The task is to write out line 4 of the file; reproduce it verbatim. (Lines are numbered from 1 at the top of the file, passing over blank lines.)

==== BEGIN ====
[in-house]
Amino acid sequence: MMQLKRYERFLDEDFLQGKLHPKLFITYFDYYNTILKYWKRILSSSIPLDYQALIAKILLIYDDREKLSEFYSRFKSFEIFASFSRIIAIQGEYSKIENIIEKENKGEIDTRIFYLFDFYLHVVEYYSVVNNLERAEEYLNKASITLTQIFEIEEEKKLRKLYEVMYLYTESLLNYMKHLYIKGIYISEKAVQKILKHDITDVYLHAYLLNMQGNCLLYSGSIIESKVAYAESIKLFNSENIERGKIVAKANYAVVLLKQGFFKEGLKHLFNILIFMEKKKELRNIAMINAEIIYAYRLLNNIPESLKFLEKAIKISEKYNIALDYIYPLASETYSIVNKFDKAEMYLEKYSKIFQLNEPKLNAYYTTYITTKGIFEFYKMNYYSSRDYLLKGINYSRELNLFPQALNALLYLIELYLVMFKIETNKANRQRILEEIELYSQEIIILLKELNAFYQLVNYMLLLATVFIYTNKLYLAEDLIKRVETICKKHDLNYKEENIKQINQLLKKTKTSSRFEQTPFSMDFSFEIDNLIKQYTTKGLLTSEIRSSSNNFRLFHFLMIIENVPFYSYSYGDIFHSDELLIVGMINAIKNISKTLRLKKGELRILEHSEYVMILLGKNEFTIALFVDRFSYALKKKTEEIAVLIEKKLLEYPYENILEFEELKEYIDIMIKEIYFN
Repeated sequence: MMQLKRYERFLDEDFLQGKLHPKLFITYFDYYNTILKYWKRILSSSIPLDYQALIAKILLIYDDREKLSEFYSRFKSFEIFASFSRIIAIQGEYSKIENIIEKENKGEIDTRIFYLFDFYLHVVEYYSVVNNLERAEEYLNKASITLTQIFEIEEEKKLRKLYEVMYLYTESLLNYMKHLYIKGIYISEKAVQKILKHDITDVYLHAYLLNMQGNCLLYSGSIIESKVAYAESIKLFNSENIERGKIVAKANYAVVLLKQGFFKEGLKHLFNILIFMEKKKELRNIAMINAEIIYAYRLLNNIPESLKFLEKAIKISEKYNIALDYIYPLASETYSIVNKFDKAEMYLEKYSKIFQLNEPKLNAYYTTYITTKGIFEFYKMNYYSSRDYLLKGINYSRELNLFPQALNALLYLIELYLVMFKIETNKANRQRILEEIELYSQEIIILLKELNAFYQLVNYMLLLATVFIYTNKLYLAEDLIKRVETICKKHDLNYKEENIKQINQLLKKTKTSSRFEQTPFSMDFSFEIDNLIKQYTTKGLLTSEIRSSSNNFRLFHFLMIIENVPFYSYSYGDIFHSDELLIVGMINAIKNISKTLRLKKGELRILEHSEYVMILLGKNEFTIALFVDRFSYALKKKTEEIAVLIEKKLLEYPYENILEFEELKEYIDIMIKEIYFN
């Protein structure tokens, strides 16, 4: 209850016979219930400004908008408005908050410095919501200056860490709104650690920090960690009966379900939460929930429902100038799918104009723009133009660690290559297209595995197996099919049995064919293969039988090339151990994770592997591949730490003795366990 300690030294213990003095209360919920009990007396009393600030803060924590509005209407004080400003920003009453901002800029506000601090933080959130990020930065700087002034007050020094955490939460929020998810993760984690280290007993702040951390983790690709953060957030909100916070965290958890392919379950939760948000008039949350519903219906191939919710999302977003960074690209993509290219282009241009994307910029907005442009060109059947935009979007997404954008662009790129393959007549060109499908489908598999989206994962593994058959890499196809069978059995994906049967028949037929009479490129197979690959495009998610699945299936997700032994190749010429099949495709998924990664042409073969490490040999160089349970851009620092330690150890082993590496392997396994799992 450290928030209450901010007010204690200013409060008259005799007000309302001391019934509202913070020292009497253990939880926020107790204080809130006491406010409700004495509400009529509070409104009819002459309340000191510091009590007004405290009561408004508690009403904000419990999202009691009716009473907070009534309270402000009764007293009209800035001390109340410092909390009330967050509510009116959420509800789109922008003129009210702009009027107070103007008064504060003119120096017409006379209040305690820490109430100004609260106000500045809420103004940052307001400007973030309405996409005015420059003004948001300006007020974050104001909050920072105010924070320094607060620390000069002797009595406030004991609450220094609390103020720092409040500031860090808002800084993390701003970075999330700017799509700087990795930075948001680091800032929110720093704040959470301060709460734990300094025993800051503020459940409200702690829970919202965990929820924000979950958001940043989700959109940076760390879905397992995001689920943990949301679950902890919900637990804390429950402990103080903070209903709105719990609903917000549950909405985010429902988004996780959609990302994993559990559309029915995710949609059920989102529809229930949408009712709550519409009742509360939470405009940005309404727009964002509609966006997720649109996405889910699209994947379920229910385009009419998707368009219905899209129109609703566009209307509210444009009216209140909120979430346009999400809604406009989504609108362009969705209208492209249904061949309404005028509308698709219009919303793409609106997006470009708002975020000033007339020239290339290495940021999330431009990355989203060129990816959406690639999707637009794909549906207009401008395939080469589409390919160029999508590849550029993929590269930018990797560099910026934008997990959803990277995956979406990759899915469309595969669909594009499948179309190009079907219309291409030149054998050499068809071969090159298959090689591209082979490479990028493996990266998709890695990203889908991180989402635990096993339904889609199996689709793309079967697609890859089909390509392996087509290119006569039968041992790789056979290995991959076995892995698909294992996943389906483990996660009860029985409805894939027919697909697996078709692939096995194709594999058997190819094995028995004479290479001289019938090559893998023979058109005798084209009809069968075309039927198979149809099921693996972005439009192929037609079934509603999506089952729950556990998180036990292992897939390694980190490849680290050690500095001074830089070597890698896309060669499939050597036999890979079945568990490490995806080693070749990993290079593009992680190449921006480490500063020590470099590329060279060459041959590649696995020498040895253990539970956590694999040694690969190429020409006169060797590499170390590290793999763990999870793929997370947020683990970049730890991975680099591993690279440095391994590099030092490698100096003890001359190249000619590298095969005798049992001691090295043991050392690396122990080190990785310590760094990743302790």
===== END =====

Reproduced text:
């Protein structure tokens, strides 16, 4: 209850016979219930400004908008408005908050410095919501200056860490709104650690920090960690009966379900939460929930429902100038799918104009723009133009660690290559297209595995197996099919049995064919293969039988090339151990994770592997591949730490003795366990 300690030294213990003095209360919920009990007396009393600030803060924590509005209407004080400003920003009453901002800029506000601090933080959130990020930065700087002034007050020094955490939460929020998810993760984690280290007993702040951390983790690709953060957030909100916070965290958890392919379950939760948000008039949350519903219906191939919710999302977003960074690209993509290219282009241009994307910029907005442009060109059947935009979007997404954008662009790129393959007549060109499908489908598999989206994962593994058959890499196809069978059995994906049967028949037929009479490129197979690959495009998610699945299936997700032994190749010429099949495709998924990664042409073969490490040999160089349970851009620092330690150890082993590496392997396994799992 450290928030209450901010007010204690200013409060008259005799007000309302001391019934509202913070020292009497253990939880926020107790204080809130006491406010409700004495509400009529509070409104009819002459309340000191510091009590007004405290009561408004508690009403904000419990999202009691009716009473907070009534309270402000009764007293009209800035001390109340410092909390009330967050509510009116959420509800789109922008003129009210702009009027107070103007008064504060003119120096017409006379209040305690820490109430100004609260106000500045809420103004940052307001400007973030309405996409005015420059003004948001300006007020974050104001909050920072105010924070320094607060620390000069002797009595406030004991609450220094609390103020720092409040500031860090808002800084993390701003970075999330700017799509700087990795930075948001680091800032929110720093704040959470301060709460734990300094025993800051503020459940409200702690829970919202965990929820924000979950958001940043989700959109940076760390879905397992995001689920943990949301679950902890919900637990804390429950402990103080903070209903709105719990609903917000549950909405985010429902988004996780959609990302994993559990559309029915995710949609059920989102529809229930949408009712709550519409009742509360939470405009940005309404727009964002509609966006997720649109996405889910699209994947379920229910385009009419998707368009219905899209129109609703566009209307509210444009009216209140909120979430346009999400809604406009989504609108362009969705209208492209249904061949309404005028509308698709219009919303793409609106997006470009708002975020000033007339020239290339290495940021999330431009990355989203060129990816959406690639999707637009794909549906207009401008395939080469589409390919160029999508590849550029993929590269930018990797560099910026934008997990959803990277995956979406990759899915469309595969669909594009499948179309190009079907219309291409030149054998050499068809071969090159298959090689591209082979490479990028493996990266998709890695990203889908991180989402635990096993339904889609199996689709793309079967697609890859089909390509392996087509290119006569039968041992790789056979290995991959076995892995698909294992996943389906483990996660009860029985409805894939027919697909697996078709692939096995194709594999058997190819094995028995004479290479001289019938090559893998023979058109005798084209009809069968075309039927198979149809099921693996972005439009192929037609079934509603999506089952729950556990998180036990292992897939390694980190490849680290050690500095001074830089070597890698896309060669499939050597036999890979079945568990490490995806080693070749990993290079593009992680190449921006480490500063020590470099590329060279060459041959590649696995020498040895253990539970956590694999040694690969190429020409006169060797590499170390590290793999763990999870793929997370947020683990970049730890991975680099591993690279440095391994590099030092490698100096003890001359190249000619590298095969005798049992001691090295043991050392690396122990080190990785310590760094990743302790």